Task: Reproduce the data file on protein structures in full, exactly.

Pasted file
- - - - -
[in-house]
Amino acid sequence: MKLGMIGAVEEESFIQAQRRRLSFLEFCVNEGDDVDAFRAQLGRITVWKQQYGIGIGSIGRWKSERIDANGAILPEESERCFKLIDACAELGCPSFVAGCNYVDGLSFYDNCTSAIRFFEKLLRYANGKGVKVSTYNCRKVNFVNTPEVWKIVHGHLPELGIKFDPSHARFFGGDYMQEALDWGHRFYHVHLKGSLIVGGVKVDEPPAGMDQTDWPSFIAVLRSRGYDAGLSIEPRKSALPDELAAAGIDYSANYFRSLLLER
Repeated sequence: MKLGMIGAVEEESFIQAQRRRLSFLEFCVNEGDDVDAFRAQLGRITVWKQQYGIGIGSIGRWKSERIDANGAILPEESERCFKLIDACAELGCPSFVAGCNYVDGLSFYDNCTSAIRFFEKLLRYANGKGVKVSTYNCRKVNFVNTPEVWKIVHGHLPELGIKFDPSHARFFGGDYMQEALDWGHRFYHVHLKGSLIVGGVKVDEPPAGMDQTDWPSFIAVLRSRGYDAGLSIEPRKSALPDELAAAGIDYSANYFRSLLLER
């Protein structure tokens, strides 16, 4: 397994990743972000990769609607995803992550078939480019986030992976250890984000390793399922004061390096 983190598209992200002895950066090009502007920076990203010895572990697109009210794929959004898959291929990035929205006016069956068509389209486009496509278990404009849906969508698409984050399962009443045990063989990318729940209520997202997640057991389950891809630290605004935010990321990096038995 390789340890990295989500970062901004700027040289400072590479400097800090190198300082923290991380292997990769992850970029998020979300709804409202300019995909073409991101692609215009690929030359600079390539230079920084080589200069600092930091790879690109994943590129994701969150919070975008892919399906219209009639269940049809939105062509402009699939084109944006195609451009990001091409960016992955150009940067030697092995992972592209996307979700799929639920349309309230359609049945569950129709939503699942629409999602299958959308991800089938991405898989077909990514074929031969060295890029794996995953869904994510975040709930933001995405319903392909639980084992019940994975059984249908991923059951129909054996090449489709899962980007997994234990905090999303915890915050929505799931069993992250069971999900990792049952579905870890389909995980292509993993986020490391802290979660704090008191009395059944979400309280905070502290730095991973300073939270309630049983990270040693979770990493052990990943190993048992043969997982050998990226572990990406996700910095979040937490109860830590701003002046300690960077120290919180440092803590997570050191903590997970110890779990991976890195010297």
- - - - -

[in-house]
Amino acid sequence: MKLGMIGAVEEESFIQAQRRRLSFLEFCVNEGDDVDAFRAQLGRITVWKQQYGIGIGSIGRWKSERIDANGAILPEESERCFKLIDACAELGCPSFVAGCNYVDGLSFYDNCTSAIRFFEKLLRYANGKGVKVSTYNCRKVNFVNTPEVWKIVHGHLPELGIKFDPSHARFFGGDYMQEALDWGHRFYHVHLKGSLIVGGVKVDEPPAGMDQTDWPSFIAVLRSRGYDAGLSIEPRKSALPDELAAAGIDYSANYFRSLLLER
Repeated sequence: MKLGMIGAVEEESFIQAQRRRLSFLEFCVNEGDDVDAFRAQLGRITVWKQQYGIGIGSIGRWKSERIDANGAILPEESERCFKLIDACAELGCPSFVAGCNYVDGLSFYDNCTSAIRFFEKLLRYANGKGVKVSTYNCRKVNFVNTPEVWKIVHGHLPELGIKFDPSHARFFGGDYMQEALDWGHRFYHVHLKGSLIVGGVKVDEPPAGMDQTDWPSFIAVLRSRGYDAGLSIEPRKSALPDELAAAGIDYSANYFRSLLLER
């Protein structure tokens, strides 16, 4: 397994990743972000990769609607995803992550078939480019986030992976250890984000390793399922004061390096 983190598209992200002895950066090009502007920076990203010895572990697109009210794929959004898959291929990035929205006016069956068509389209486009496509278990404009849906969508698409984050399962009443045990063989990318729940209520997202997640057991389950891809630290605004935010990321990096038995 390789340890990295989500970062901004700027040289400072590479400097800090190198300082923290991380292997990769992850970029998020979300709804409202300019995909073409991101692609215009690929030359600079390539230079920084080589200069600092930091790879690109994943590129994701969150919070975008892919399906219209009639269940049809939105062509402009699939084109944006195609451009990001091409960016992955150009940067030697092995992972592209996307979700799929639920349309309230359609049945569950129709939503699942629409999602299958959308991800089938991405898989077909990514074929031969060295890029794996995953869904994510975040709930933001995405319903392909639980084992019940994975059984249908991923059951129909054996090449489709899962980007997994234990905090999303915890915050929505799931069993992250069971999900990792049952579905870890389909995980292509993993986020490391802290979660704090008191009395059944979400309280905070502290730095991973300073939270309630049983990270040693979770990493052990990943190993048992043969997982050998990226572990990406996700910095979040937490109860830590701003002046300690960077120290919180440092803590997570050191903590997970110890779990991976890195010297």